The debt-to-income ratio is a simple way to measure your financial health. It compares the total debt you owe each month to your overall income. To calculate your debt-to-income ratio, add up your monthly debt payments and divide them by your gross monthly income. Your gross income is the money you earn before taxes and other deductions. This ratio is expressed as a percentage. A lower percentage means you have a healthy balance between debt and income. A low debt-to-income ratio often makes it easier to borrow money because there is less risk to lenders.

Find out what your debt-to-income ratio is using this handy online calculator or download this pdf to use:

Warning Signs of a Debt Problem

Recognizing early signs of a debt problem can help you change course. Here’s a brief look at common debt warning signs to watch for:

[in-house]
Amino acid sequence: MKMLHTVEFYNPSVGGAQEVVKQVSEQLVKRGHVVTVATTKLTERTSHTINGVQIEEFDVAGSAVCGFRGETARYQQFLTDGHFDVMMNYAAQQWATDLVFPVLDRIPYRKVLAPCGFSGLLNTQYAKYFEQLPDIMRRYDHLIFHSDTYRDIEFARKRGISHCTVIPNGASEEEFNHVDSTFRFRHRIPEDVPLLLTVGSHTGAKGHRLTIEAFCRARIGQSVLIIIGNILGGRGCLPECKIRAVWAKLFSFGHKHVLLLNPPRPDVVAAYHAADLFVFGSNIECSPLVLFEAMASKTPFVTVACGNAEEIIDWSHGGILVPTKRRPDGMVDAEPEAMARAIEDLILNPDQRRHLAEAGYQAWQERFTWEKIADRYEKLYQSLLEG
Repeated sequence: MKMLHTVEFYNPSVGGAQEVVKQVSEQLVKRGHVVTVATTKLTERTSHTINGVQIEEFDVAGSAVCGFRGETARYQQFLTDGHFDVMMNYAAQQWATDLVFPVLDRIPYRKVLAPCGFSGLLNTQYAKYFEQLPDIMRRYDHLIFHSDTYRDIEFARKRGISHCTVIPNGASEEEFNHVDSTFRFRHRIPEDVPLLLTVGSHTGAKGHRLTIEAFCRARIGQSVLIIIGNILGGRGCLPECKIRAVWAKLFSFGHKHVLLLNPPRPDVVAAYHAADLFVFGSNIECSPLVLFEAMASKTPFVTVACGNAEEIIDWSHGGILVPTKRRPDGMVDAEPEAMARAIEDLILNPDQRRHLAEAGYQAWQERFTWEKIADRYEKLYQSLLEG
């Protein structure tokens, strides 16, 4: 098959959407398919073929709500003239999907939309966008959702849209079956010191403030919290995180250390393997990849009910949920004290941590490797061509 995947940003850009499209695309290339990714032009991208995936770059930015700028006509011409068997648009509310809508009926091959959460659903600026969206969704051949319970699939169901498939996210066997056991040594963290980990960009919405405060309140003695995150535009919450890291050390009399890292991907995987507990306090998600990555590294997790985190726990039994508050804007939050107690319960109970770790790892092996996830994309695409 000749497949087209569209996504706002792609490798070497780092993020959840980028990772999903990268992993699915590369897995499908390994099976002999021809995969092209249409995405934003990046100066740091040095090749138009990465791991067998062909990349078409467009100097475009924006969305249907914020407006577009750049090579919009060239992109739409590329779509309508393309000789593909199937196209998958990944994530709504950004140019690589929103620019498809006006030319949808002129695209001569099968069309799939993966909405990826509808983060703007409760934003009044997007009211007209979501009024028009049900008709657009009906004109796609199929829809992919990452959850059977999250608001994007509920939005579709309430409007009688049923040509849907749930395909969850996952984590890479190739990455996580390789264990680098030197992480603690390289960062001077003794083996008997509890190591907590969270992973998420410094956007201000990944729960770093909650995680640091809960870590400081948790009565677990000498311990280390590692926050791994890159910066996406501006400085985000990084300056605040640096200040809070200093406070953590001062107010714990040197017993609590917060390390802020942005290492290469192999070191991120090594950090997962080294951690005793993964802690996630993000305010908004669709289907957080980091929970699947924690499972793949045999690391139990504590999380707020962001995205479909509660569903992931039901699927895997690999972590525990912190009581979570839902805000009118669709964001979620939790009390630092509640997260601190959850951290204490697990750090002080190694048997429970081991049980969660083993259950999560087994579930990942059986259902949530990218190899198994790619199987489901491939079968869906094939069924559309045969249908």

• Making Only Minimum Payments on Credit Cards: This means it will take you longer to pay off your credit card balance and you’ll pay more interest.
  • Consistently Carrying a Balance on Credit Accounts: Indicates ongoing debt or spending that is more than your budget. This leads to higher interest costs.
  • Borrowing to Pay Off Other Debts: Signals a risky cycle of debt where new loans cover old ones, often worsening the financial situation.
  • Relying on Credit Cards for Unexpected Expenses: Shows a lack of emergency savings, making you dependent on credit for emergencies.
  • Overspending Relative to Income: This means spending more than you earn, a direct path to debt.
  • Being Denied for New Credit Applications: Lenders may see you as a high-risk borrower due to your debt.
  • Hiding Spending or Debt from Loved Ones: Often reflects guilt or denial about one’s financial situation.